There are limited published data on the burden of rare cancers in the United States. By using data from the North American Association of Central Cancer Registries and the SEER program, the authors provide information on incidence rates, stage at diagnosis, and survival for more than 100 rare cancers in the United States. ...
Rare malignancies accounted for about one in five cancer diagnoses in the United States from 2009 to 2013, according to an American Cancer Society report published in CA: A Cancer Journal for Clinicians.
Further, more than two in three cancers diagnosed in children and adolescents are considered rare, and that proportion is likely to grow as the use of molecular markers increases, results showed.
“There is a dearth of information on rare cancers in the United States,” Carol E. DeSantis, MPH, director of breast and gynecological cancer surveillance at the American Cancer Society, told HemOnc Today. “In the last several years, researchers in Europe and Japan published reports on rare cancers in those areas. We undertook this study to provide a comprehensive review of rare cancer statistics and to highlight the burden of rare cancers in the United States.”
Researchers used data from the North American Association of Central Cancer Registries and the SEER program to comprehensively examine contemporary incidence rates, stage at diagnosis, and survival for 181 rare cancers — defined as incidence fewer than six cases per 100,000 individuals per year — from 2009 through 2013.
Researchers categorized 119 of the rare cancers — 3% of all cancer diagnoses — as very rare due to an incidence rate at or below 0.05 per 100,000. Ten percent of cases (n = 775,645 of 7,465,548) could not be classified as rare or common cancers.
Rare cancer diagnoses occurred slightly more frequently among males than females (21% vs. 19%), as well as in Hispanics (24%) and Asian/Pacific Islanders (22%) than black (20%) and white (19%) individuals.
Rare cancers represented a greater proportion of cancers diagnosed in patients aged younger than 20 years (71%) than those aged 20 years to 39 years (39%) and 40 years or older (17%-20%). Rare diagnoses most often occurred as hematopoietic (38%) and digestive system (36%) cancers, which include cancers that occur in the oral cavity and pharynx. Rare cancers also comprised nearly one-third (31%) of cancers of the female genital system.
When researchers evaluated specific rare cancers by race/ethnicity, they observed that some cancers that are rare overall are more common in certain groups. For instance, white patients showed the highest rates and black patients showed the lowest rates of transitional cell carcinoma of the pelvis (2.06 vs. 0.85 per 100,000) and ureter (1.07 vs. 0.52 per 100,000).
Further, malignant thymoma is a very rare cancer (< 0.5 per 100,000), but rates are twice as high in black and Asian/Pacific Islander men and women than white men and women.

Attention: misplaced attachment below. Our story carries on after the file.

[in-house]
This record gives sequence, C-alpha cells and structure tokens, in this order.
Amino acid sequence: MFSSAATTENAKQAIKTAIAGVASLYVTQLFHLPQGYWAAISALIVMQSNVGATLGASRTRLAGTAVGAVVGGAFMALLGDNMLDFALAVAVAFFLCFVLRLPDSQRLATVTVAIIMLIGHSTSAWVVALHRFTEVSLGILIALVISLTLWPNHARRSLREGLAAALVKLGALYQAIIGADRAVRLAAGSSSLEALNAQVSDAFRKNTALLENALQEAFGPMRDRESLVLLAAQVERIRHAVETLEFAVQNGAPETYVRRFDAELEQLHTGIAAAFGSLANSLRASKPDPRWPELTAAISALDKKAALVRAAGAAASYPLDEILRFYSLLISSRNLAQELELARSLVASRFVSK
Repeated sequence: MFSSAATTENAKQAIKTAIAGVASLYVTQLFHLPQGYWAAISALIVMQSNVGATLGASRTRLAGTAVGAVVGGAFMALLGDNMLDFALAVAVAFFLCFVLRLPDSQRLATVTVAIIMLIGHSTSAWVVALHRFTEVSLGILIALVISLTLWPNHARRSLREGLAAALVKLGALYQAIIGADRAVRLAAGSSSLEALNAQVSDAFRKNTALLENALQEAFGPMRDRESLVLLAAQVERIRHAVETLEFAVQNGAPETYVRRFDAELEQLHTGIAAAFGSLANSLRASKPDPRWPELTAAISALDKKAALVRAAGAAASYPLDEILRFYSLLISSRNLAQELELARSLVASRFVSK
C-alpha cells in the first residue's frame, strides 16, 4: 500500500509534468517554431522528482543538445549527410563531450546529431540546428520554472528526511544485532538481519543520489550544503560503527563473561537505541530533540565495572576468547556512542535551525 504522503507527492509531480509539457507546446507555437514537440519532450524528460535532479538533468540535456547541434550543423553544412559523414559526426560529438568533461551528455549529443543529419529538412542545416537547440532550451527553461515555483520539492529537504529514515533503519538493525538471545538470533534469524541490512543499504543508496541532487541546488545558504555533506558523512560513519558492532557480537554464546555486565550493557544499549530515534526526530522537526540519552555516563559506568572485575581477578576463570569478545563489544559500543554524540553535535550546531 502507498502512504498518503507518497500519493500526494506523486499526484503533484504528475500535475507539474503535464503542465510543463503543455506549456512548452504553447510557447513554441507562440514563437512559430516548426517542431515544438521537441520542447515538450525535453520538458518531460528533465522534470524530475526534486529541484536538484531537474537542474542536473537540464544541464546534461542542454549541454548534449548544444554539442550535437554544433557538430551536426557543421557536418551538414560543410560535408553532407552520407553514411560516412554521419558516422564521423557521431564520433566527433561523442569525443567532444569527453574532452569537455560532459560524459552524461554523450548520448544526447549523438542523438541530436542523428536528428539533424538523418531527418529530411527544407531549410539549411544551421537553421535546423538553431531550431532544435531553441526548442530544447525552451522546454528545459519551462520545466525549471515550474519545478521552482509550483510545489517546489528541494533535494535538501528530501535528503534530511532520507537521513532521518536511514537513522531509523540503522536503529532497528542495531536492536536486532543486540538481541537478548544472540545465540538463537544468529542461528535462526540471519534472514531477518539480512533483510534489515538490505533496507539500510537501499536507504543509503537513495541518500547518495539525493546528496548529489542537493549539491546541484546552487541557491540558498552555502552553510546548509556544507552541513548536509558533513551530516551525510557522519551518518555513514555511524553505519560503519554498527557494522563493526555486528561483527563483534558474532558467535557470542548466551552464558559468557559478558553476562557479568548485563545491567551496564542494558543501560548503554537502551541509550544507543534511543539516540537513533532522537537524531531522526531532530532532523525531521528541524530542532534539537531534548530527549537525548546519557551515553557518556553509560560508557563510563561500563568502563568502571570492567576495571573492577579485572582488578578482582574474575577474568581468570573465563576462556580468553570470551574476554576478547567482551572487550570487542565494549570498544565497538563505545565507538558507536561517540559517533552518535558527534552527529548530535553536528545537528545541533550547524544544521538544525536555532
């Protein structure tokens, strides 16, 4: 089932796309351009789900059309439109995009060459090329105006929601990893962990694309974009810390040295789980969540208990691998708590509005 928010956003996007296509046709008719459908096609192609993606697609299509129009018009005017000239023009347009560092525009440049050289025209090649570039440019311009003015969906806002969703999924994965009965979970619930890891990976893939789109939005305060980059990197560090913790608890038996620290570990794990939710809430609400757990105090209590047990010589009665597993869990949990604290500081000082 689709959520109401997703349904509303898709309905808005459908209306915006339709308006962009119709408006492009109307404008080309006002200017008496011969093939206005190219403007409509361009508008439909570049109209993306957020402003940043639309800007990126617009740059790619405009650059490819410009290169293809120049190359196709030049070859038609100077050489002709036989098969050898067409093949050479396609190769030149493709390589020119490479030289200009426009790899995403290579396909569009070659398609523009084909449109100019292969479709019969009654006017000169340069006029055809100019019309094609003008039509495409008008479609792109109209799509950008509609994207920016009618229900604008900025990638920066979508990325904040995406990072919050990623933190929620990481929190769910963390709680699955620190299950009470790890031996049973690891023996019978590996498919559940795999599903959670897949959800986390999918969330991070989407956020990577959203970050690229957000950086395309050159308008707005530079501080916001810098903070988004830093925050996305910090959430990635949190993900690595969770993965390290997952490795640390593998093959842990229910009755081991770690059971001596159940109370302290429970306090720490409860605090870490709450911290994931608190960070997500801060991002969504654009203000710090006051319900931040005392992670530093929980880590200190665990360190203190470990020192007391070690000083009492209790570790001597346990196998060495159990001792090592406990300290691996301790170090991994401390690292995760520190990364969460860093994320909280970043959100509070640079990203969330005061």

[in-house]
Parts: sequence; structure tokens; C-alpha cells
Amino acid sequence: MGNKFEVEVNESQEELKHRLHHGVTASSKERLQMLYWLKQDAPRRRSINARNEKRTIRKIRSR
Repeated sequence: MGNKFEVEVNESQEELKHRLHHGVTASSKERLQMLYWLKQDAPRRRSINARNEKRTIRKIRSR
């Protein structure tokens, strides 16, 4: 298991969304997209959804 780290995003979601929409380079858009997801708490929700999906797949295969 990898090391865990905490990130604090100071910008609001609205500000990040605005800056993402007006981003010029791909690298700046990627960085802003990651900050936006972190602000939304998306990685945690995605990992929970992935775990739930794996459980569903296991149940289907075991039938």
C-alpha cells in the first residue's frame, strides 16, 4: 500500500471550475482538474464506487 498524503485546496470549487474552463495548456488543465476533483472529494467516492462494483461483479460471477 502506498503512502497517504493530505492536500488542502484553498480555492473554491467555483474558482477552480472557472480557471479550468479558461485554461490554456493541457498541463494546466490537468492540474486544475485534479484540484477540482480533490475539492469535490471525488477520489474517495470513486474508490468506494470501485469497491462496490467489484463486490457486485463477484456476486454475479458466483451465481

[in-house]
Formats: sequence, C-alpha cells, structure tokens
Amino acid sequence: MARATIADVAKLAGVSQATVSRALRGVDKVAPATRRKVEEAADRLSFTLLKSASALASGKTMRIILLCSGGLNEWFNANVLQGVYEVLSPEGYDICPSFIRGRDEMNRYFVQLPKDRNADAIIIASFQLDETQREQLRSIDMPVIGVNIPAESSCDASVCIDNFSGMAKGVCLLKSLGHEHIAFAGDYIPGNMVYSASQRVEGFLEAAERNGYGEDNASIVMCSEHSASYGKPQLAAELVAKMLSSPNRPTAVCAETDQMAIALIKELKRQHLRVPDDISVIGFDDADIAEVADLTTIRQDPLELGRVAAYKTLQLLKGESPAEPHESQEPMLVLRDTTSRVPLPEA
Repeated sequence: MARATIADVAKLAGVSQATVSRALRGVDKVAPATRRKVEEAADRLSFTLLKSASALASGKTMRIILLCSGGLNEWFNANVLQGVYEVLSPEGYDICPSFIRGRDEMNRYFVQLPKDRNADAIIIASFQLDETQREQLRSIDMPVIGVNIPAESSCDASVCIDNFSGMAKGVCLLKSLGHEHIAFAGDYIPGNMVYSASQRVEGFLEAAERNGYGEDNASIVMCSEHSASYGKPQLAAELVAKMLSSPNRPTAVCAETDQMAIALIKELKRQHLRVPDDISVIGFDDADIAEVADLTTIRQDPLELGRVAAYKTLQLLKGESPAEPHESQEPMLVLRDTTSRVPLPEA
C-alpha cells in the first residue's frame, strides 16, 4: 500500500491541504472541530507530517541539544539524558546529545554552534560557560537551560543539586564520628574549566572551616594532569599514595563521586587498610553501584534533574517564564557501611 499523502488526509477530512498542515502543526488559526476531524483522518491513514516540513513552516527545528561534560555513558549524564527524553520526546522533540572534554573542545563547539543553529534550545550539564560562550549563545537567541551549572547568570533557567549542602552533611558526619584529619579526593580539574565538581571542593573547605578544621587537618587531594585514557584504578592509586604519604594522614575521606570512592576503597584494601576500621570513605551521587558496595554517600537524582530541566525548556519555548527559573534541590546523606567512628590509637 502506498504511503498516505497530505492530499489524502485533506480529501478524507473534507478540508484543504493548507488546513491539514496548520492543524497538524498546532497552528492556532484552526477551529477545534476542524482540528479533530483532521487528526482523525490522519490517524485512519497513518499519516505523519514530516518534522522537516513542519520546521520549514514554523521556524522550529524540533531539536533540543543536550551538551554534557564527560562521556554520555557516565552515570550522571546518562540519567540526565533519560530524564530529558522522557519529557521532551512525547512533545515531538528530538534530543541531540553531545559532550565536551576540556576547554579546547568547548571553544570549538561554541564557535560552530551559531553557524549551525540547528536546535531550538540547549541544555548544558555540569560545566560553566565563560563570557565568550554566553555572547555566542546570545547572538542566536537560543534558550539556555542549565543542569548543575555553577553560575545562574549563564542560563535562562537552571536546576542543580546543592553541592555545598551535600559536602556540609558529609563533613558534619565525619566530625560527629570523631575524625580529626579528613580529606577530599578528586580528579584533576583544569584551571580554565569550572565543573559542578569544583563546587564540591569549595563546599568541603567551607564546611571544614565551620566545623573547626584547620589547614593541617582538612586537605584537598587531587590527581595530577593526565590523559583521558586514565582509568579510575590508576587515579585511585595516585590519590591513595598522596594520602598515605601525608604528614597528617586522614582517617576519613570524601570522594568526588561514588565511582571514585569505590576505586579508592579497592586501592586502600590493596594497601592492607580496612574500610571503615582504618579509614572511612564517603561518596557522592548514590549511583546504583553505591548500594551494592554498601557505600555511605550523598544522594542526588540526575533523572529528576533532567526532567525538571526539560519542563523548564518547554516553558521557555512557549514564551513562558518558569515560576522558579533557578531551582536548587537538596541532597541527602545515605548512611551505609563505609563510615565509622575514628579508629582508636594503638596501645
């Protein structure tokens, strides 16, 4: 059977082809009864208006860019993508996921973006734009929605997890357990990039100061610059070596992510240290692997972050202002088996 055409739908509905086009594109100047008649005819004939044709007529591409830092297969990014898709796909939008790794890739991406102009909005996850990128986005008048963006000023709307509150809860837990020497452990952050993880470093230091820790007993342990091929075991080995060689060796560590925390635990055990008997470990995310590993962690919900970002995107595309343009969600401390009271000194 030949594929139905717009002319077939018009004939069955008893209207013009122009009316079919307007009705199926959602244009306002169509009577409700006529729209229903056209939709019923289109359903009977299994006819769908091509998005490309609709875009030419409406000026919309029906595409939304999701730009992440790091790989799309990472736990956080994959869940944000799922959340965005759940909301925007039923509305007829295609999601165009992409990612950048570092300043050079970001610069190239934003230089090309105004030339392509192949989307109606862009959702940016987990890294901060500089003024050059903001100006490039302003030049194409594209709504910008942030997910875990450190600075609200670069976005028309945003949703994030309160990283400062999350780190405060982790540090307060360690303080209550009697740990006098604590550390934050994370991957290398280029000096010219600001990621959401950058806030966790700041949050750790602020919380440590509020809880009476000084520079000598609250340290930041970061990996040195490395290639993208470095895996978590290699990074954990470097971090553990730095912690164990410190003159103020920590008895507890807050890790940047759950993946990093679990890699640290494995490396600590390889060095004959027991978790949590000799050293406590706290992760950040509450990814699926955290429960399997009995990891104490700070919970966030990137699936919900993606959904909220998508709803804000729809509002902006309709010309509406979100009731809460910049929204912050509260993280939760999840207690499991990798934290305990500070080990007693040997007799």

Patients with rare cancers showed worse 5-year relative survival than for common cancers in males (55% vs. 75%) and females (60% vs. 74%). Substantially more patients diagnosed with a rare cancer at age 39 years or younger achieved 5-year OS than those aged older than 39 years (80% vs. 60%).
From a clinical perspective, rare cancers are challenging to diagnose and treat and present a number of unique challenges, from difficulties and delays in diagnosis to finding oncologists who specialize in those cancers, DeSantis said.
“There has been little progress in detecting rare cancers, with few exceptions such as rare breast cancer subtypes that can be detected by mammography, along with more common types of breast cancer,” DeSantis said. “Although there has been progress for the treatment of some specific rare cancers — [for example, gastrointestinal stromal tumors and many childhood cancers] — in general, progress has been limited. Some of the inherent challenges include limited research funding and difficulty in accruing sufficient patients to study in clinical trials. As a result, patients with rare cancers as a group are more likely to be diagnosed at late stage and have poorer survival.”
Solid tumor diagnosis occurred at regional or distant stages in 59% of rare cancers compared with 45% of common cancers.
It is important to note that there is no universally accepted definition for rare cancers, DeSantis said.
“More and more patients will be diagnosed with a rare cancer as knowledge of the molecular biology of cancers increases and more common cancers are subdivided into a collection of subtypes,” DeSantis said. – by Chuck Gormley
Carol E. DeSantis, MPH, can be reached at Surveillance and Health Services Research, American Cancer Society, 250 Williams St. NW, Atlanta, GA 30303; email: firstname.lastname@example.org.
Disclosure: The researchers report no relevant financial disclosures.
A. Oliver Sartor, MDPeer
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